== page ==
In the case of art supplies, you’ve got a different kind of beast on your hands. And as much as I’m an advocate of using what you have and resisting the urge to buy too many “organizers”, I think in the case of an in-home art studio, the investment would be worth it. For less than the cost of one month’s rent for a studio, for instance, you could have the tools you need to wrangle all that stuff. 
 
But before you buy anything, decide what you don’t mind looking at and what you’d rather seen put away.
 
A small letterpress and associated tray of lead type sounds kind of lovely. Maybe the trays of lead type are something you could leave out for easy access and eye candy? Could you invest in something that allows you to hang them on the wall, leaving the associated papers and tools as the bits you put away? Regardless of the specifics, identifying the elements that are most in conflict with your general sense of order is the best first step.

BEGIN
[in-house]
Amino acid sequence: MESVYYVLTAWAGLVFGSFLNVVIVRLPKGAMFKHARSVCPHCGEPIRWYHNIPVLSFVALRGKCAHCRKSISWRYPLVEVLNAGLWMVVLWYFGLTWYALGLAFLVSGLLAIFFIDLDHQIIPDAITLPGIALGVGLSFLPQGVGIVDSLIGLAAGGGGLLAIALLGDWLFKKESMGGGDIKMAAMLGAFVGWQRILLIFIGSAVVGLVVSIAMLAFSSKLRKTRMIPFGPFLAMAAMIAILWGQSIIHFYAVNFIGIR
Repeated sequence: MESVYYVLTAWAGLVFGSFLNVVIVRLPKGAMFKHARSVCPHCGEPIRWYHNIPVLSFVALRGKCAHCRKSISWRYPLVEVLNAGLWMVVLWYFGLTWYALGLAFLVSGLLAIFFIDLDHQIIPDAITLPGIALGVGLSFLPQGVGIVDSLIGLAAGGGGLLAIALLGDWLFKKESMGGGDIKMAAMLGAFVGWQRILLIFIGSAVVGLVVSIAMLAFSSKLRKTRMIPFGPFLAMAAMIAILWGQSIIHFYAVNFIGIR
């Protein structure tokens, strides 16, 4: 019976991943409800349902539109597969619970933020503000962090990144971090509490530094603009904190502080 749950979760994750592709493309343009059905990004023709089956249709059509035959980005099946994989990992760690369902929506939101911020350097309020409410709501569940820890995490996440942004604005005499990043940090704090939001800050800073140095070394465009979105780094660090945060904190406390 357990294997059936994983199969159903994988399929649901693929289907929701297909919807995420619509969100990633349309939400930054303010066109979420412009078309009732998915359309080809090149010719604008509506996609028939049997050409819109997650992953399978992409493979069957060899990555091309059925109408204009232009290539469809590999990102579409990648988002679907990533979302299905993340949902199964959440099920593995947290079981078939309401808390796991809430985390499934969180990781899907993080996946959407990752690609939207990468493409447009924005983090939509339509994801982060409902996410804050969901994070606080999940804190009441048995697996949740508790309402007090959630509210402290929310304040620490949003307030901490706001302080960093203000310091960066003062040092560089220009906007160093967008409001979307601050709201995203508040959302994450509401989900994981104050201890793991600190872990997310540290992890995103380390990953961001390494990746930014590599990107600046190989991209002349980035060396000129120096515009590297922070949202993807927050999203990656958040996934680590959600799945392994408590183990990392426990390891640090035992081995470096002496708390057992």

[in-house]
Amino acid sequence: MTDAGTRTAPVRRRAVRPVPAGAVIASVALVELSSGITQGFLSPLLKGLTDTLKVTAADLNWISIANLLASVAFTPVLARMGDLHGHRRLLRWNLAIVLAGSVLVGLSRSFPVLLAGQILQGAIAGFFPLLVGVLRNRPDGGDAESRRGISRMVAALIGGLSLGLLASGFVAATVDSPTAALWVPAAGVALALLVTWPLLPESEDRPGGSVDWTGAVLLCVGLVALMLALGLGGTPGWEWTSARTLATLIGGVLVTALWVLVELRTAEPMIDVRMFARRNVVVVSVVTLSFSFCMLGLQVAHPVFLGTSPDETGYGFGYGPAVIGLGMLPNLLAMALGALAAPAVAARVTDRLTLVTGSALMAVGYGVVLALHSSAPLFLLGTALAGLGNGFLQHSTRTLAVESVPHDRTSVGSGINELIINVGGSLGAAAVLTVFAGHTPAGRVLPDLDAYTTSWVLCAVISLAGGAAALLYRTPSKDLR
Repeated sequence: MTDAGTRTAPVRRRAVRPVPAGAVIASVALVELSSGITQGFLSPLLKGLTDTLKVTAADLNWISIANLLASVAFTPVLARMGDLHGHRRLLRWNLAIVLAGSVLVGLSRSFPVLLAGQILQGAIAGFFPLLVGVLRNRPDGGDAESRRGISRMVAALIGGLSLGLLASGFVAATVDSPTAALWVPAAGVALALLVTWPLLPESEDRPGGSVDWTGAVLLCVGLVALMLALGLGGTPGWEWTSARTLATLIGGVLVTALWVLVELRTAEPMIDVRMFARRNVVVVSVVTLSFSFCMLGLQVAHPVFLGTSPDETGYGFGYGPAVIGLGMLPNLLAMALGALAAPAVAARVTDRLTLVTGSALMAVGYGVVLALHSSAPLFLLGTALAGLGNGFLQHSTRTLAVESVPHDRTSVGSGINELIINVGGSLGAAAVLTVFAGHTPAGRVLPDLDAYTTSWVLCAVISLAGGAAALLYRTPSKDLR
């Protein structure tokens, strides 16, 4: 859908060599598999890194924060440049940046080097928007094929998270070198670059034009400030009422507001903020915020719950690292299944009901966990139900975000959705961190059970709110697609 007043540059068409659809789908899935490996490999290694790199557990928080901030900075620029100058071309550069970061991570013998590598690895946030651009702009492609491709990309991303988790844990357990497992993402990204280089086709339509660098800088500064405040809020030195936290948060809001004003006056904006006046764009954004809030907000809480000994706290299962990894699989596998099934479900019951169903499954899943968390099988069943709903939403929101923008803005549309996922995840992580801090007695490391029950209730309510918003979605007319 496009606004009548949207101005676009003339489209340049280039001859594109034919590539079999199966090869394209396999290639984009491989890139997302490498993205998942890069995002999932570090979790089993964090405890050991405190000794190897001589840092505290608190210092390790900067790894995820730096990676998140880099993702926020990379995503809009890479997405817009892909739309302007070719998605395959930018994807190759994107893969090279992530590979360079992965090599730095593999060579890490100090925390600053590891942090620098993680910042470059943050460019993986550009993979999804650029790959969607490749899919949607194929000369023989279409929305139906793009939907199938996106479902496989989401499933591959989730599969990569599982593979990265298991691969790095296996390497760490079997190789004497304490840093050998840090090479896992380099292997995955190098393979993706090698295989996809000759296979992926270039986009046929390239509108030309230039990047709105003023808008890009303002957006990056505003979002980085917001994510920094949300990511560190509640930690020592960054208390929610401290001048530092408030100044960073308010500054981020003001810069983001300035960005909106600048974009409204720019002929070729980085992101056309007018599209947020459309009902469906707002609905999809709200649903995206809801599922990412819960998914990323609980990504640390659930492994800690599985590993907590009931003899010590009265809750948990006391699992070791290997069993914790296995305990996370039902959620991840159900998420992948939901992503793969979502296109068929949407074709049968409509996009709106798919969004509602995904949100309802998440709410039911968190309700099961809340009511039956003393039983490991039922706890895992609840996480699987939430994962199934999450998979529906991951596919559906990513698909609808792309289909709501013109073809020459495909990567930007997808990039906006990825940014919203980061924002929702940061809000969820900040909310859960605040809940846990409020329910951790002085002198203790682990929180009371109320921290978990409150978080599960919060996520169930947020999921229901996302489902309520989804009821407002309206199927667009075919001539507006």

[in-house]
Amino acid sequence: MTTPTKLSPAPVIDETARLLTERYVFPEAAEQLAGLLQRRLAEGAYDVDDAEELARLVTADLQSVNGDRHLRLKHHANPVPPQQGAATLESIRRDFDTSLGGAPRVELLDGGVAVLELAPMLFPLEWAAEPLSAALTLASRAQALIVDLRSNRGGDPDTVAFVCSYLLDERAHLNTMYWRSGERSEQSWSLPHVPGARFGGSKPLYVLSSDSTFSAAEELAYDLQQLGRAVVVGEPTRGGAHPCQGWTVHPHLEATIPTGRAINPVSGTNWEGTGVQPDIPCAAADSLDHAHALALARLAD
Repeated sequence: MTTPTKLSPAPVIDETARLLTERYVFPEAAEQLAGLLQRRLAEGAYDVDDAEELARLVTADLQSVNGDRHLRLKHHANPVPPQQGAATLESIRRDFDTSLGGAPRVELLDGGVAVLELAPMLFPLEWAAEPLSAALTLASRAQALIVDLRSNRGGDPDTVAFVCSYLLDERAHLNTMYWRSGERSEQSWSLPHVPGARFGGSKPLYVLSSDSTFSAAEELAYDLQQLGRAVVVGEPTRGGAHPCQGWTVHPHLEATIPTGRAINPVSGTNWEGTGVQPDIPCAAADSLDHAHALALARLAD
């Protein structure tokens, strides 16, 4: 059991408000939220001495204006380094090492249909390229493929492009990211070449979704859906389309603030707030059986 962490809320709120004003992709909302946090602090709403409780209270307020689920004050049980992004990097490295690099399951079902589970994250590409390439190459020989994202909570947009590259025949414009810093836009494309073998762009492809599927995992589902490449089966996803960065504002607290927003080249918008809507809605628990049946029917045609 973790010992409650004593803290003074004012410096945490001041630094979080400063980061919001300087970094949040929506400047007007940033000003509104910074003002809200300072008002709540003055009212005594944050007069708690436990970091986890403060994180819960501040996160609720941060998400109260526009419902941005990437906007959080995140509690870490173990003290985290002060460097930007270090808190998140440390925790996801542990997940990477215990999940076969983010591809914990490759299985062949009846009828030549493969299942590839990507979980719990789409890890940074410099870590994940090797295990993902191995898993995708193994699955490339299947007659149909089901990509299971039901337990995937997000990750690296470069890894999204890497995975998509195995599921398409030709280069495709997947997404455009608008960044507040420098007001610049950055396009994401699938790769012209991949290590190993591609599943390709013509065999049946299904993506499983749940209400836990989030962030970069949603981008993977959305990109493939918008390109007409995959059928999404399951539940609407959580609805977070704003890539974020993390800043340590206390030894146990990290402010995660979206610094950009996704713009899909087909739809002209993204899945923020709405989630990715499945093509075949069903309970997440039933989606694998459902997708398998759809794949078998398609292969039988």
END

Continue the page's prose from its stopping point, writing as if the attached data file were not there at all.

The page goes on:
For me, one of the things I hate most about art supplies is all the packaging. Do you have papers still languishing in ripped open shrink wrap? Supplies sitting around in the cardboard boxes they shipped in? I once inherited an office full of this kind of stuff. On my first day of work, I spent a few hours undressing all of the supplies. I didn’t have an special organizing supplies to speak of, but I made do. Pens came out of ripped open packages and landed in coffee mugs, papers got neatly stacked by color instead of sitting topsy-turvy in squashed boxes, extra batteries came out of open blister packs and were lined neatly in drawers instead. If you haven’t done this already, undress your supplies.